This is getting to be a habit recently—I agree with you, thrasher. We gain nothing playing world police in that area and stand to lose quite a bit. Worse yet, it appears the plan du jour is a typical Obummer half-ass dabbling. Dropping some bombs won't wipe out Assad and it almost certainly will accidentally wipe out some innocents, so it's lose-lose on that front. We just end up getting everyone in the region pissed off at us.

If we're going to get involved, we need to stomp with both feet. Lacking the national public will, the domestic political backing, the military force (in availability and defined goals), and any sort of stable replacement Syrian government, there's no way we can have a start-to-finish strategy developed. That's a cluster waiting to happen.

I'm no american, but I agree 100 %. Some of us euros have been once again crying out for good old U.S.A to solve this bloody mess for us. European union can only issue sanktions which are naturally quite uneffective when both sides of war don't give a damn about economic stability, market values and forth. Staying alive is the biggest worry for syrians now.

There can be no winners in that situation. If usa (and some of it's european allies) were to invade Syria, it would be a political clusterfuck. And do we really an other irak or afganistan? It seems that we have hands full with irak and afganistan etc. Doing few bombing runs and missile strike won't solve a thing. You need troops and bases on the ground.

There would be very little to gain from such action. Russia has been saying loudly that attacking there would bring only unstability to whole region and I think usa is thinking along same lines. Then again such a conflict could easily escalate over syrian borders and nobody wants that to happen. Damn if you do, damn if you don't.

Terrible faith ofcouse belongs to common folk who has to suffer needlesly due to powerhungry politicians of that region. What ever rebels goal was in the begining, now the price has truly exceeded every good thing which could have been gained from removing Bashar al-Assad's regime.

Ofcouse watching the murder, rape and terror of innocent people is never easy thing to do from the sidelines and i'm sure both sides have gotten their hand dirty by now.

Zloth August 31st, 2013 16:26

Quote:

Originally Posted by Thrasher (Post 1061215810)
The behavior of the rebels is as reprehensible as Assad's faction. Neither deserve our attention.

I must say, the "let's you and him fight" angle is appealing.

But what about the whole chemical weapons thing? That's SUPPOSED to be against international law - such as it is. Does anybody care any more? I'm seeing national leaders in the West moving to enforce this only to be undercut by their own people. Are the chemical weapon bans dead now?

booboo August 31st, 2013 16:48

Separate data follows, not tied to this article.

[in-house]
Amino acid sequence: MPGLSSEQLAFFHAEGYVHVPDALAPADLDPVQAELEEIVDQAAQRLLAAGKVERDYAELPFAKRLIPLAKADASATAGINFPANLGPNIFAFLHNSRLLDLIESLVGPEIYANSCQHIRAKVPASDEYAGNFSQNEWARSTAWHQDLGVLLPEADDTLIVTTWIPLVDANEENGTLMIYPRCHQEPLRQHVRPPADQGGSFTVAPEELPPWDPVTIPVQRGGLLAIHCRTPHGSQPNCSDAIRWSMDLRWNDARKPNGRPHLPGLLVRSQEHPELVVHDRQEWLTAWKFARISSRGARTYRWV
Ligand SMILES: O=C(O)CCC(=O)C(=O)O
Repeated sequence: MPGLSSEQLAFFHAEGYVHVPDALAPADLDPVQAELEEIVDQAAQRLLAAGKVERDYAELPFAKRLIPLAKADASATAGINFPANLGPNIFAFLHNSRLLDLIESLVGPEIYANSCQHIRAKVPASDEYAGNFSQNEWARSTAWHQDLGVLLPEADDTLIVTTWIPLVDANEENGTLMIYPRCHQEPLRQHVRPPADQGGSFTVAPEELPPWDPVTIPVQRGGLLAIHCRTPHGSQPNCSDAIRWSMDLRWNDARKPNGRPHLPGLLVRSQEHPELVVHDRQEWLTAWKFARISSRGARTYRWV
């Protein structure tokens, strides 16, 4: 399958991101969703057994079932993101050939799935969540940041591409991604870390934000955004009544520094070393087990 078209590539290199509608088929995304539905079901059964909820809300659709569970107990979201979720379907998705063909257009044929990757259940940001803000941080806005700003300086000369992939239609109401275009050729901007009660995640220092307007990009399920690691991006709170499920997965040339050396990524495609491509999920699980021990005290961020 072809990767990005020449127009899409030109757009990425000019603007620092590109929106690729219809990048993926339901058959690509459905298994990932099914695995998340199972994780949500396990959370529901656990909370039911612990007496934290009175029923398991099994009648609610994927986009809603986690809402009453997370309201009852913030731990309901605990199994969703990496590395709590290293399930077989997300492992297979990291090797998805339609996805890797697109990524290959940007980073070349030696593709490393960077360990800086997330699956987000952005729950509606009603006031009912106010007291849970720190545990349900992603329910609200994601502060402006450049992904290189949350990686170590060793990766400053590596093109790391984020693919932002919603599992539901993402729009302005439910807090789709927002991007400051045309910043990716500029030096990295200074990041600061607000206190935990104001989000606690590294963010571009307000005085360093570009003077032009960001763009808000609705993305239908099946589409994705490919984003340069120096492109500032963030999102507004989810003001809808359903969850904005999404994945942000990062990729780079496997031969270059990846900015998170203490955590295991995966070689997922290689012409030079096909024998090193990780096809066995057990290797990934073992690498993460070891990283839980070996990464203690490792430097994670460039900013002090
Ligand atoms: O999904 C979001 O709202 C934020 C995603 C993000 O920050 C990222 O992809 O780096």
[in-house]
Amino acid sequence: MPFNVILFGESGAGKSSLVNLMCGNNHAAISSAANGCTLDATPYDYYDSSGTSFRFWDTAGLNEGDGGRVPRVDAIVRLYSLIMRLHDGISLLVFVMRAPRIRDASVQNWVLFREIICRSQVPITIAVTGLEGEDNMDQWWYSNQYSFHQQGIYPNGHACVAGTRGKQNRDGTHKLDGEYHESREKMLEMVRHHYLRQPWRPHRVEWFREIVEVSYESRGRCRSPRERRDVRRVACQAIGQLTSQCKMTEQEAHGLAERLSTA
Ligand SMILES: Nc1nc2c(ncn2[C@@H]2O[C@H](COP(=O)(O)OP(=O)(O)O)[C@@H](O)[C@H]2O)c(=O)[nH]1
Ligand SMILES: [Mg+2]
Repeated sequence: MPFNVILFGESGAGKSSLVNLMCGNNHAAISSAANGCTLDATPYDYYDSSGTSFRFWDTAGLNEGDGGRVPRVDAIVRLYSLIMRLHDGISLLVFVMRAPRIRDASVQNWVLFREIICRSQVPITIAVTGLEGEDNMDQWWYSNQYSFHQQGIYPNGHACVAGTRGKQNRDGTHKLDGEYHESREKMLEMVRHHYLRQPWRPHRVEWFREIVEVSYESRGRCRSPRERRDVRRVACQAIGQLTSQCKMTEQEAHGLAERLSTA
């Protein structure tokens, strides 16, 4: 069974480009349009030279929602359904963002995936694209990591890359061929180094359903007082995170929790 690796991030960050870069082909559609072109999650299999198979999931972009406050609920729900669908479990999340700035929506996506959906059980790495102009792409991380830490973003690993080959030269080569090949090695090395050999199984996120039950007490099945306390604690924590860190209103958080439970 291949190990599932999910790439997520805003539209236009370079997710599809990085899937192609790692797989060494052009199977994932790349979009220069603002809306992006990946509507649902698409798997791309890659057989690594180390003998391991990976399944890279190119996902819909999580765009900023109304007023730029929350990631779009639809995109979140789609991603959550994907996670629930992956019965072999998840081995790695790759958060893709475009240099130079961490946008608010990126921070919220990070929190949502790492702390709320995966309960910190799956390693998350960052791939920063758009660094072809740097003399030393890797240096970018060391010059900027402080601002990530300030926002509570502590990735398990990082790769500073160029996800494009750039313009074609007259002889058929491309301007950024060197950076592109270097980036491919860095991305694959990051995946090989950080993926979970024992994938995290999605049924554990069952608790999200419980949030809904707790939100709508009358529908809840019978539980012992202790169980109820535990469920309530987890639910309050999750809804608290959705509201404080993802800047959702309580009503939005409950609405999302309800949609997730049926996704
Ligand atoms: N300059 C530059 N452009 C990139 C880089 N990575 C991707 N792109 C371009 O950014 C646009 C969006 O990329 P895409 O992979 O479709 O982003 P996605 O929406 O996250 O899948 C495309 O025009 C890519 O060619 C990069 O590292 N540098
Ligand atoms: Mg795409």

I think an important issue at the moment is the lack of clarity on *who* launched the alleged chemical weapon attack. The UN has not completed its investigation. Nonetheless, the US government seems hellbent on charging in - without all the facts, except those they have established (apparently) themselves - and blowing things up. Which will almost certainly have extremely dire consequences, including an increased in terror attacks on western targets. We all still remember the WMD debacle that 'justified' the invasion of Iraq. It was, iirc, very "obvious" that Saddam had these weapons, after all they built a whole alliance and launched a war based on this… It is within the realm of possibility that some rebel or gov splinter group took it upon themselves to up the ante by launching the attack, knowing it would muddy the waters. We simply don't know.

dteowner August 31st, 2013 17:38

The UN couldn't successfully investigate if water was wet. I hope that's not an actual deciding factor.

booboo August 31st, 2013 17:52

Quote:

Originally Posted by dteowner (Post 1061216508)
The UN couldn't successfully investigate if water was wet. I hope that's not an actual deciding factor.

Nevertheless, many (outside the US) would like to see what their investigators come up with. Clearly the US is not going to be allowed to send people into Syria and yet they seem to have already found all the evidence they needed to decide who launched the weapon. i.e. the Assad regime. Given the past failures of the US intelligence services, I'm not that confident in their ability to deduce that from a distance. They also don't seem to care that the UK - their traditional ally - is not backing a strike. Well, I guess we'll see what they do soon enough.

txa1265 August 31st, 2013 20:31

Quote:

Originally Posted by dteowner (Post 1061216508)
The UN couldn't successfully investigate if water was wet. I hope that's not an actual deciding factor.